I also understand that this may come across as overly harsh. Please be assured, I appreciate enthusiasm for BE, in whatever form it takes. At times, however, it can be counterproductive.

Jeff
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trumpetplanet
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Location: Bristol, UK

PostPosted: Thu Oct 08, 2015 7:58 am    Post subject: Reply with quote

Hi Jeff,

No problem, I'll take it down.

Rich
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5-octave warm-up: https://www.youtube.com/watch?v=MH4yJVfbE_I
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txtrumpetguy
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Joined: 26 Feb 2004
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PostPosted: Thu Oct 08, 2015 9:09 am    Post subject: Reply with quote

I understand the point. How do you give advice to students who are struggling with the exercises? Is there something you can see visually that is just flat out wrong? I'm brand new at teaching this and my students are getting a wide range of success levels. It's tough to know what to say to the ones who are struggling. I still struggle with the exercises myself! It amazes me how some do them so easily though.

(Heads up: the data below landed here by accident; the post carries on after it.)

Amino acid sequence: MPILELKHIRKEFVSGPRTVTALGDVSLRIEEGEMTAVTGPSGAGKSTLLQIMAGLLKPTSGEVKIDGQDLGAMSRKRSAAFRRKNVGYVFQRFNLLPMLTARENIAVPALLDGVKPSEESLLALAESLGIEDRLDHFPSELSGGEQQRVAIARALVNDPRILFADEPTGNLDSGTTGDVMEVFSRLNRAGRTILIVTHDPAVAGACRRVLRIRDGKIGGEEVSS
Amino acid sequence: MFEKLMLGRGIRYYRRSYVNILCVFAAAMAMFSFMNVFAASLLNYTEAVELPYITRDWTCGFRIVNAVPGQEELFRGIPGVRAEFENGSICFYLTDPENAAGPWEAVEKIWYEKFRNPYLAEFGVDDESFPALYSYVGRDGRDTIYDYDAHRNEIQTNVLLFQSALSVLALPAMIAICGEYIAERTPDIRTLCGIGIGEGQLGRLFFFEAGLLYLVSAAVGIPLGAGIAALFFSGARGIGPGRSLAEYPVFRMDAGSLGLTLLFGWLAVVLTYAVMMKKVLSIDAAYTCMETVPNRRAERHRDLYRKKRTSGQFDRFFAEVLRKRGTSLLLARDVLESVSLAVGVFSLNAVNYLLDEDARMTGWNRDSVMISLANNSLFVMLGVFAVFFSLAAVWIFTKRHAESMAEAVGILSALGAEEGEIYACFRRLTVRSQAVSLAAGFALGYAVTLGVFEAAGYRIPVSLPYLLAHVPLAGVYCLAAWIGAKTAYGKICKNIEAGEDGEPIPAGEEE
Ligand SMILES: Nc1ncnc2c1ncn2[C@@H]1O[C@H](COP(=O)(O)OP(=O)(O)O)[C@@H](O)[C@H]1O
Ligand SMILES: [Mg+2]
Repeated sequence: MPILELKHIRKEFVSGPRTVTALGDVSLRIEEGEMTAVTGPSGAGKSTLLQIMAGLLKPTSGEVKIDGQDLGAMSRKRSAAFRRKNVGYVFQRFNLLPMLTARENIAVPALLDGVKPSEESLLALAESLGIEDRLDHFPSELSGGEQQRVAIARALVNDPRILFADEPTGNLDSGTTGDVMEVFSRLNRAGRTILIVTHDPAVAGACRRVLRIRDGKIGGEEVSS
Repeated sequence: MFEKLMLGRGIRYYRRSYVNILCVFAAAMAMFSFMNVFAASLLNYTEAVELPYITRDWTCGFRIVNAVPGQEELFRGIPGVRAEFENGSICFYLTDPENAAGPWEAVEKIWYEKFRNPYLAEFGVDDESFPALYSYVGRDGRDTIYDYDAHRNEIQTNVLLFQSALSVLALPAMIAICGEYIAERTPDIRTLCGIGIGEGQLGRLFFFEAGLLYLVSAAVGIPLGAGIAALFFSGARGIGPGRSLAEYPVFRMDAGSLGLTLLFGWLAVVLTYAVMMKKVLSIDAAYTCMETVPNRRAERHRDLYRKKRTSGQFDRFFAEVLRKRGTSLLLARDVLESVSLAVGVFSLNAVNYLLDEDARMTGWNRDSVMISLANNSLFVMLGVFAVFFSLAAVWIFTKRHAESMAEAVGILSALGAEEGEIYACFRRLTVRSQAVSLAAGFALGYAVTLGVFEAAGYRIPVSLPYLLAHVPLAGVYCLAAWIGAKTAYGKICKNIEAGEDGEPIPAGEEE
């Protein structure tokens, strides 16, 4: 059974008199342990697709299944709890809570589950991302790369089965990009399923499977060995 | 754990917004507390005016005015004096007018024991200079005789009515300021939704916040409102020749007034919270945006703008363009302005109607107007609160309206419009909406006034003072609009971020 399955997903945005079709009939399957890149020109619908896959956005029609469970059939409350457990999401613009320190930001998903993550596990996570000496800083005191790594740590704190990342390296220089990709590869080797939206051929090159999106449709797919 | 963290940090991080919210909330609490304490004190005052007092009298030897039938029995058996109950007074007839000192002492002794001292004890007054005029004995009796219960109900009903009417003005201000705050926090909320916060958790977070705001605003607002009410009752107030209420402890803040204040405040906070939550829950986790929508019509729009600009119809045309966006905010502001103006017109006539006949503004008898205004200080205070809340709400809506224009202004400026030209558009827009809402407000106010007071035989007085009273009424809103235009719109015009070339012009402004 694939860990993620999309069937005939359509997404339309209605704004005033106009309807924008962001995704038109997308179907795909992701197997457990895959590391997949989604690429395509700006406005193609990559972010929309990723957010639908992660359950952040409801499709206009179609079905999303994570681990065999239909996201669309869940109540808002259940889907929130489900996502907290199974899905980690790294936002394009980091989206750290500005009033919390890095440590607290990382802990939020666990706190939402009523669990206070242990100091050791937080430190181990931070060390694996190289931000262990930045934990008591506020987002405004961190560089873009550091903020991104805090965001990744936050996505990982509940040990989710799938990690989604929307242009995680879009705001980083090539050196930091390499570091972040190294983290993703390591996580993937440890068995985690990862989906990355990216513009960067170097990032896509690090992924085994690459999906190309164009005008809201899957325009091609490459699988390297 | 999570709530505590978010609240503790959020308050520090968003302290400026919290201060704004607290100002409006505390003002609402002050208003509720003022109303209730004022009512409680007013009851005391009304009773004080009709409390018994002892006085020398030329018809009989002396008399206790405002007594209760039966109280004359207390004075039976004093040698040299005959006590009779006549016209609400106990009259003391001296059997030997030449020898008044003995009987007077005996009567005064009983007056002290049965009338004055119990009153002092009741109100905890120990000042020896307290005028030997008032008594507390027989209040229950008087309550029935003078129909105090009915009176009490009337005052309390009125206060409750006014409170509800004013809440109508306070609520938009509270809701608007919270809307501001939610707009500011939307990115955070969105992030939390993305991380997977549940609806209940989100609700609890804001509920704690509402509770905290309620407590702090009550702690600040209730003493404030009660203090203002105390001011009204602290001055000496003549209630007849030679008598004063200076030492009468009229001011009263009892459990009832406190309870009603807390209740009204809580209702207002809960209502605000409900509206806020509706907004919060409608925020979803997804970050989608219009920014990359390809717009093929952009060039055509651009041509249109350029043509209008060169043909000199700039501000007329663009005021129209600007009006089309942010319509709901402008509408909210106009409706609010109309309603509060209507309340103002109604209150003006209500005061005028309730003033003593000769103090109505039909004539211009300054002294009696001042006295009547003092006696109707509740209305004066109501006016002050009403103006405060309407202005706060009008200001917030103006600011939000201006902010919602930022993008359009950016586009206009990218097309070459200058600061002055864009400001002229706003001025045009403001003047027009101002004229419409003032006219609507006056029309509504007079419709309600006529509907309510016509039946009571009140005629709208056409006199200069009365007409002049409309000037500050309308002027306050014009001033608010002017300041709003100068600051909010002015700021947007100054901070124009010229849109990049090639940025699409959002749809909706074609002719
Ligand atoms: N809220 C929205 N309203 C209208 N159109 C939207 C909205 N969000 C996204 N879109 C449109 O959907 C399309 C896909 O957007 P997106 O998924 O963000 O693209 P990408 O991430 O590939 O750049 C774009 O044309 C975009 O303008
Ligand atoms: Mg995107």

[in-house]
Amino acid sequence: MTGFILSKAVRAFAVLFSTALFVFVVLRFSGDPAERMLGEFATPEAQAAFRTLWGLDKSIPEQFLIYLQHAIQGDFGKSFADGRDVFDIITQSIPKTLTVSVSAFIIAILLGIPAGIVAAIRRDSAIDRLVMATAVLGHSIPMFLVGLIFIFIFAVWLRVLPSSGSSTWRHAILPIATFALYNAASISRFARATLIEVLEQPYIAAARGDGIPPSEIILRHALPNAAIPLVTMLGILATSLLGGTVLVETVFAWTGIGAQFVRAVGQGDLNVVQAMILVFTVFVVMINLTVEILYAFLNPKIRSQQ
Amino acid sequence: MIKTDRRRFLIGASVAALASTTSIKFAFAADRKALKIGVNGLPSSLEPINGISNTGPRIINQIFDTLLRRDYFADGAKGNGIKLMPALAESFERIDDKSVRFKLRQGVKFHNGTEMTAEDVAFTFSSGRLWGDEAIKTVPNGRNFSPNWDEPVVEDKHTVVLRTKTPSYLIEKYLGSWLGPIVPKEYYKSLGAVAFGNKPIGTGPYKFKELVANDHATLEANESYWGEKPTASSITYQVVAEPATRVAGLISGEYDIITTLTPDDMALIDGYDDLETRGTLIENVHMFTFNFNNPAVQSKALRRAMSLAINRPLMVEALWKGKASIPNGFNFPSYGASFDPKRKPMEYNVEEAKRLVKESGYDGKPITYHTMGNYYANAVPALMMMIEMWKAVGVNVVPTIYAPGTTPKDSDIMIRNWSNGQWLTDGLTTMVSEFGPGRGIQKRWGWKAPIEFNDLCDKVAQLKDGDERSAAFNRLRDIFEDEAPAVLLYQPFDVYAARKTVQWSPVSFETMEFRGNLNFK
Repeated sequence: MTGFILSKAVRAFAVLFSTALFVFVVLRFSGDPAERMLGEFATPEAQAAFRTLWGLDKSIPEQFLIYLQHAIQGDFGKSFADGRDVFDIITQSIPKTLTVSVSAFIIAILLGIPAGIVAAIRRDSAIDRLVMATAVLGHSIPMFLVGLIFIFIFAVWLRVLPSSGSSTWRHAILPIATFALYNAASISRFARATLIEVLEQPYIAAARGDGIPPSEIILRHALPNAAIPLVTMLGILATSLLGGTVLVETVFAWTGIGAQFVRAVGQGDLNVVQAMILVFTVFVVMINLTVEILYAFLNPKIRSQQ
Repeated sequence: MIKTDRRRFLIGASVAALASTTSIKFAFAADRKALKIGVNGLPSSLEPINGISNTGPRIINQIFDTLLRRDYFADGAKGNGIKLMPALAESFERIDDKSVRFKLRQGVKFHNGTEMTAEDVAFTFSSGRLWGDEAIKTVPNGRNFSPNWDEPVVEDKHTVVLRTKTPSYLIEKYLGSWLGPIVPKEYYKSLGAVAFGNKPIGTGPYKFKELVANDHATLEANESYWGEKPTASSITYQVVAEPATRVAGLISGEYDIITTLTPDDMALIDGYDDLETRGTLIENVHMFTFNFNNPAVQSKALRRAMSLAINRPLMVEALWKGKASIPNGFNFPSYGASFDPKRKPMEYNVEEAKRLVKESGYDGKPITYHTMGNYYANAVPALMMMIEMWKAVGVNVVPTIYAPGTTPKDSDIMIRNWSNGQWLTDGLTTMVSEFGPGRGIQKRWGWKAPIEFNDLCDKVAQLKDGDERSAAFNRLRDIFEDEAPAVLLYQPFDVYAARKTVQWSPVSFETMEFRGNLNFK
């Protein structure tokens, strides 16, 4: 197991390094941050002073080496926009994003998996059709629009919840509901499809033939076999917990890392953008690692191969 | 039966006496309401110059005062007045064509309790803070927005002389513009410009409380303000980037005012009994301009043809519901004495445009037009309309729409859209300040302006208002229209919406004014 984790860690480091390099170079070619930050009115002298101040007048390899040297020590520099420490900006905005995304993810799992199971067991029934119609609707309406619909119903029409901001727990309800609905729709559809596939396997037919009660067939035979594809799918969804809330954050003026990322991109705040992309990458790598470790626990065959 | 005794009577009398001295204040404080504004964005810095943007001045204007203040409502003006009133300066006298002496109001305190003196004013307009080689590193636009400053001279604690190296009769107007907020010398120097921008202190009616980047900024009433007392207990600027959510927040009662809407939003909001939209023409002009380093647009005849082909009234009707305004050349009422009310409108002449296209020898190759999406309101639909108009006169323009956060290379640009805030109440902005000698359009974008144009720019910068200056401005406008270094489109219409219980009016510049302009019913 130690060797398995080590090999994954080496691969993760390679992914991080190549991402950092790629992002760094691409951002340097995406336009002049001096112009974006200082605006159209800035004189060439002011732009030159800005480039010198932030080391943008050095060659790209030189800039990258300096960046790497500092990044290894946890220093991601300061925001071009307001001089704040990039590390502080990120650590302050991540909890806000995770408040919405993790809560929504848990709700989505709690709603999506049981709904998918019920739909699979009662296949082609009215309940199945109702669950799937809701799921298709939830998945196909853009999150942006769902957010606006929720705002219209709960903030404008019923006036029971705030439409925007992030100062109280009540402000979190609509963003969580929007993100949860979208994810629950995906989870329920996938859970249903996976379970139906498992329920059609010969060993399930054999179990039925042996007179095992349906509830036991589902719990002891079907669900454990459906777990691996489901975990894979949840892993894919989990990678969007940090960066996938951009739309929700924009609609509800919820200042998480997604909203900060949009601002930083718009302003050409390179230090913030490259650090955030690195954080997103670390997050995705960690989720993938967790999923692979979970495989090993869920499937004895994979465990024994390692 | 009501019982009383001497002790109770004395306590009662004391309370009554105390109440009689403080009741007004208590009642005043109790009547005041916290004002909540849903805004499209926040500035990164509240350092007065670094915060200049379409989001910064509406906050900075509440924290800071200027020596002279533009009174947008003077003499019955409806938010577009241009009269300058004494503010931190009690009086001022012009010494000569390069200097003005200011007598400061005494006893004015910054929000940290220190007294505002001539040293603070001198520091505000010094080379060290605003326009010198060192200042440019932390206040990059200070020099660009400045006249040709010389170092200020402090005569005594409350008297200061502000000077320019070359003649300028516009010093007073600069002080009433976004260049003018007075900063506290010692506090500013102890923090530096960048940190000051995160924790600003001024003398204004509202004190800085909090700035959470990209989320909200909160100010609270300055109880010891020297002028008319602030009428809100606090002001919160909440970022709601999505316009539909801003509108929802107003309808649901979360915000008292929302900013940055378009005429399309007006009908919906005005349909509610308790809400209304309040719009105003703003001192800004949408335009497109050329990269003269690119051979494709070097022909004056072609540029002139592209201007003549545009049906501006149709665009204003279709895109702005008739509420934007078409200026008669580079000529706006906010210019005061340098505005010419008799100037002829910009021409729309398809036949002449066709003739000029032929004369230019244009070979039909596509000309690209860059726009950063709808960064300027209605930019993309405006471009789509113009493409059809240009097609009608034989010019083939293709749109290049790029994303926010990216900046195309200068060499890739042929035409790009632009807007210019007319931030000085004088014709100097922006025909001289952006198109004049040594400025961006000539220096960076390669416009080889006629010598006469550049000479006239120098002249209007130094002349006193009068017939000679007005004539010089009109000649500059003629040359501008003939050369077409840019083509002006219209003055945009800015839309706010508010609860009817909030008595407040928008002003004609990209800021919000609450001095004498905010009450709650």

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snichols
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Joined: 12 Apr 2010
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Location: Virginia

PostPosted: Thu Oct 08, 2015 9:42 am    Post subject: Reply with quote

BE?
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Don Herman rev2
'Chicago School' Forum Moderator


Joined: 03 May 2005